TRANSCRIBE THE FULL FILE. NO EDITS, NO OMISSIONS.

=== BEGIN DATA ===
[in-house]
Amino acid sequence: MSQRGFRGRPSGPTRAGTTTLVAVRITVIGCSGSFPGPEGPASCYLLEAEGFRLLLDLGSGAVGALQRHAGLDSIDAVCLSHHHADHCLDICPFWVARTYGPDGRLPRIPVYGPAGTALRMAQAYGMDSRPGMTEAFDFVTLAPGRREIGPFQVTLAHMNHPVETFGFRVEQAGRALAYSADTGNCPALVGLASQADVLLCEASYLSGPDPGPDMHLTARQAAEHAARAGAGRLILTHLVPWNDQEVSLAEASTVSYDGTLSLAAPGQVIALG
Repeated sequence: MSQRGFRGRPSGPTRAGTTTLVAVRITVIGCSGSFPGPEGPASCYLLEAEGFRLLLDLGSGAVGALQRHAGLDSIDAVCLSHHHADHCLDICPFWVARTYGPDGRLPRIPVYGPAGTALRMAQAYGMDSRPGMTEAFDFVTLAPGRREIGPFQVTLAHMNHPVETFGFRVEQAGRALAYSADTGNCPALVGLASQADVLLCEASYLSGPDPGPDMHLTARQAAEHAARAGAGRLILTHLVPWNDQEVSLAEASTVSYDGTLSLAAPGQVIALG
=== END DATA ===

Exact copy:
[in-house]
Amino acid sequence: MSQRGFRGRPSGPTRAGTTTLVAVRITVIGCSGSFPGPEGPASCYLLEAEGFRLLLDLGSGAVGALQRHAGLDSIDAVCLSHHHADHCLDICPFWVARTYGPDGRLPRIPVYGPAGTALRMAQAYGMDSRPGMTEAFDFVTLAPGRREIGPFQVTLAHMNHPVETFGFRVEQAGRALAYSADTGNCPALVGLASQADVLLCEASYLSGPDPGPDMHLTARQAAEHAARAGAGRLILTHLVPWNDQEVSLAEASTVSYDGTLSLAAPGQVIALG
Repeated sequence: MSQRGFRGRPSGPTRAGTTTLVAVRITVIGCSGSFPGPEGPASCYLLEAEGFRLLLDLGSGAVGALQRHAGLDSIDAVCLSHHHADHCLDICPFWVARTYGPDGRLPRIPVYGPAGTALRMAQAYGMDSRPGMTEAFDFVTLAPGRREIGPFQVTLAHMNHPVETFGFRVEQAGRALAYSADTGNCPALVGLASQADVLLCEASYLSGPDPGPDMHLTARQAAEHAARAGAGRLILTHLVPWNDQEVSLAEASTVSYDGTLSLAAPGQVIALG